Large numbers of veterans who are treated for P.T.S.D. report little benefit from exposure therapy, or even a worsening of symptoms, and drop out. In some of those cases, at least, that may be a hint that brain injury may figure in their symptoms.

Studies show that service members who work in military jobs that expose them to blasts experience more behavioral health problems and drug and alcohol abuse than their peers in other jobs. They have high rates of divorce, and their suicide rates are far higher than others in the military.

Among artillery crews that fired a large number of rounds during combat deployments, The New York Times found that some troops experienced paranoia and delusions.

Once out of the military, blast-exposed veterans are more likely than others to commit crimes, according to Brock Hunter, a lawyer in Minneapolis who specializes in representing veterans accused of crimes. Mr. Hunter founded the Veterans Defense Project, a nonprofit that seeks to work with courts to steer veterans into treatment rather than jail.

He recently represented a Marine veteran who had been exposed to hundreds of artillery blasts and who killed his neighbor.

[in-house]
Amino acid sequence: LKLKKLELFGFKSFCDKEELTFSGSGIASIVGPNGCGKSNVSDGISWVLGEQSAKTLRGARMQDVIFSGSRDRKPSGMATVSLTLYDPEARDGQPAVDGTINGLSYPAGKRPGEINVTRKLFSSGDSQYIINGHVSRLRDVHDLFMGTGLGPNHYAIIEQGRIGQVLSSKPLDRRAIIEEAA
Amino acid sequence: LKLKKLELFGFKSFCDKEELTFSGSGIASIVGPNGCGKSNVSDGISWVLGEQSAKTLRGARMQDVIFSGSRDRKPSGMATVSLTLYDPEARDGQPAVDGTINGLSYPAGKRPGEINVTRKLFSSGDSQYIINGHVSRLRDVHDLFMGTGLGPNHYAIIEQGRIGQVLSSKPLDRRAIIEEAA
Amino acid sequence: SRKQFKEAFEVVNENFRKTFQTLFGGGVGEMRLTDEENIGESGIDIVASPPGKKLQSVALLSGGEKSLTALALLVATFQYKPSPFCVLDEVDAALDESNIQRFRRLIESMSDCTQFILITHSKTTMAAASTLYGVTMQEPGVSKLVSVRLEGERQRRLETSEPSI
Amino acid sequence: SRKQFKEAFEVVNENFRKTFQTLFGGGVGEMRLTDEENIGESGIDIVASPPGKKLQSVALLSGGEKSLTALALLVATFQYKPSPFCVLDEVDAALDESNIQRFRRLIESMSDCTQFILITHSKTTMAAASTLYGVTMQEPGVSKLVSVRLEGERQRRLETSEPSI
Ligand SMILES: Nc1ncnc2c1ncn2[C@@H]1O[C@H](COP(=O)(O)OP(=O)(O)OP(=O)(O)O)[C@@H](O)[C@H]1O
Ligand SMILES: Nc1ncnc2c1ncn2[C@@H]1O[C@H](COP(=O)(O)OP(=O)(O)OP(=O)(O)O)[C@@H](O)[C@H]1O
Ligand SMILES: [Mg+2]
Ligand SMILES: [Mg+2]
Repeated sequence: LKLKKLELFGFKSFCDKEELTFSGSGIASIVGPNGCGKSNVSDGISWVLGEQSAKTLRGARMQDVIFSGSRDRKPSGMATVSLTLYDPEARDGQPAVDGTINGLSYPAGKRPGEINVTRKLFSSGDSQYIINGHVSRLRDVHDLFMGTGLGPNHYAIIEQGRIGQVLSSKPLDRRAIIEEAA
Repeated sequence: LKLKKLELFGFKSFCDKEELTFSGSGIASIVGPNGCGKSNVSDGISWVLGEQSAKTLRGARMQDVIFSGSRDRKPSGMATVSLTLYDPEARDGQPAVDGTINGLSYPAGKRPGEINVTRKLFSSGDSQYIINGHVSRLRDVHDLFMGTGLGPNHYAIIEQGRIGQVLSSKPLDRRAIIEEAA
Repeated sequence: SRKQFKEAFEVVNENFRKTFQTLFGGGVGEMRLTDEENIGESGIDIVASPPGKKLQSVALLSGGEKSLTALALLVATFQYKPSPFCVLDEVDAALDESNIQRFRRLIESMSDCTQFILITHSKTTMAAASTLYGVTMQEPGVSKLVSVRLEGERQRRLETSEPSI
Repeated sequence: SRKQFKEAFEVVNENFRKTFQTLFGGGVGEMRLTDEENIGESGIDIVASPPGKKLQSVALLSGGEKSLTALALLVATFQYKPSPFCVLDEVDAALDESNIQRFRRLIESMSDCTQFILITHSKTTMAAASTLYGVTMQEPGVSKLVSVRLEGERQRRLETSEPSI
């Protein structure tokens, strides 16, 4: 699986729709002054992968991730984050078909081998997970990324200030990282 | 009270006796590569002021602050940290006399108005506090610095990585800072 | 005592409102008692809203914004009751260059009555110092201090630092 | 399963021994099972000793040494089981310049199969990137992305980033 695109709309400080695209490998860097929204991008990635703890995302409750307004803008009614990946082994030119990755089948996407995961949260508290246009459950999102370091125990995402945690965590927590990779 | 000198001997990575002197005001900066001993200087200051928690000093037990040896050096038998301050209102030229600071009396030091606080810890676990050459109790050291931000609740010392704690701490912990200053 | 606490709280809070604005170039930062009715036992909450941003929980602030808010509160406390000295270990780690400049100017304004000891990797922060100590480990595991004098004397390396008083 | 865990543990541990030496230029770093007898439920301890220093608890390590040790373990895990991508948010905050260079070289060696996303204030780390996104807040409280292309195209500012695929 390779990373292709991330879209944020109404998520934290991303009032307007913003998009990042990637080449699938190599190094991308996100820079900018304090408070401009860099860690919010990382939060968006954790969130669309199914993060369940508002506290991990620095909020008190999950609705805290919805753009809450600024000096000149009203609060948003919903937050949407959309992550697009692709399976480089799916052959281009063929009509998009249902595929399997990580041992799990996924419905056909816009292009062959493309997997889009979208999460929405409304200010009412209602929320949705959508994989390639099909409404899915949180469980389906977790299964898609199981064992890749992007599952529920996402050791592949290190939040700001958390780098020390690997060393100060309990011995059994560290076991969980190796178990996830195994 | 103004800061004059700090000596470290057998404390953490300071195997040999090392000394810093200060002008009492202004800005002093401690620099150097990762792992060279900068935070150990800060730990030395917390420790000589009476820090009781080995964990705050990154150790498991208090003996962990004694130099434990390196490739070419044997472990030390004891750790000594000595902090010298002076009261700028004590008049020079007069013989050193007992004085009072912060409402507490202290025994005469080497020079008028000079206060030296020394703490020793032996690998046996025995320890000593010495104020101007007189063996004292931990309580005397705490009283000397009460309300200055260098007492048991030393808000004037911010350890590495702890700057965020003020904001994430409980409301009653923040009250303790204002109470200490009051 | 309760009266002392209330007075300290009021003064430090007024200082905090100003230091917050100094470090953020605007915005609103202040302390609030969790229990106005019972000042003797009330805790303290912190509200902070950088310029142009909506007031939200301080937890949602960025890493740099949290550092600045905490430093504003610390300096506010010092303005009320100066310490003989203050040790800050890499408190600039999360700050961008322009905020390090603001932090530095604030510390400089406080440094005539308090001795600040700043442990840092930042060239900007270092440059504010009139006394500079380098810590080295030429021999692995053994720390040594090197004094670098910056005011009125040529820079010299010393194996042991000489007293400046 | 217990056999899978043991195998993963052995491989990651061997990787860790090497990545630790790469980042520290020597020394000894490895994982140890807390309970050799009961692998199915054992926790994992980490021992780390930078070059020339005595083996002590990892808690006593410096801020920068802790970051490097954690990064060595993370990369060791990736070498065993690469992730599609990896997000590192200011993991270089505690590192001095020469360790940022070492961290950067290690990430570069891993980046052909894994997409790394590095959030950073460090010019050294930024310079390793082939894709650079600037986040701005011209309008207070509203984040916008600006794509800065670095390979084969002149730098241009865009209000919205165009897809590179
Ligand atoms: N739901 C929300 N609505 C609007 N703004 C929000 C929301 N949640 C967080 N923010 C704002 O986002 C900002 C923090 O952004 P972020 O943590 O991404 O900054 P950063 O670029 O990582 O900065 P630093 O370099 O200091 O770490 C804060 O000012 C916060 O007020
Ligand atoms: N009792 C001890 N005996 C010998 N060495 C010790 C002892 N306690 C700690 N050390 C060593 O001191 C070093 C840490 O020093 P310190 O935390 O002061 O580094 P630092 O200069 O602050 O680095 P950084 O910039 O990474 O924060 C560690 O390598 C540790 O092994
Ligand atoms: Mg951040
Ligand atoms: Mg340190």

During the wars in Iraq and Afghanistan, Mr. Hunter said, courts across the country began to recognize that many veterans returned from deployment struggling with traumatic brain injuries and P.T.S.D., and communities began to create veterans’ treatment courts that offer deferred sentences to veterans who complete treatment.

“But I don’t think any of us understood the idea that cumulative blast could be so damaging,” Mr. Hunter he said. “This is a wake-up call that you don’t need to deploy to be seriously impacted by military service.”

He said he had learned over the years to make a habit of asking his clients about exposure to roadside bombs and traumatic experiences, but it had never occurred to him to ask about blasts in training. He now plans to ask the question of every client.

Whether courts and prosecutors will be open to treating blast-exposed veterans with the same sympathy and support they extend to veterans with P.T.S.D. is an open question, Mr. Hunter said. But Mr. Card’s brain offers a clear example of the potential damage veterans can suffer, even if they never deploy.

“This is new, and I think it will take time for people to understand the injury,” he said. “It took years for lawyers and courts to learn to understand P.T.S.D. I suspect it will take years for this as well.”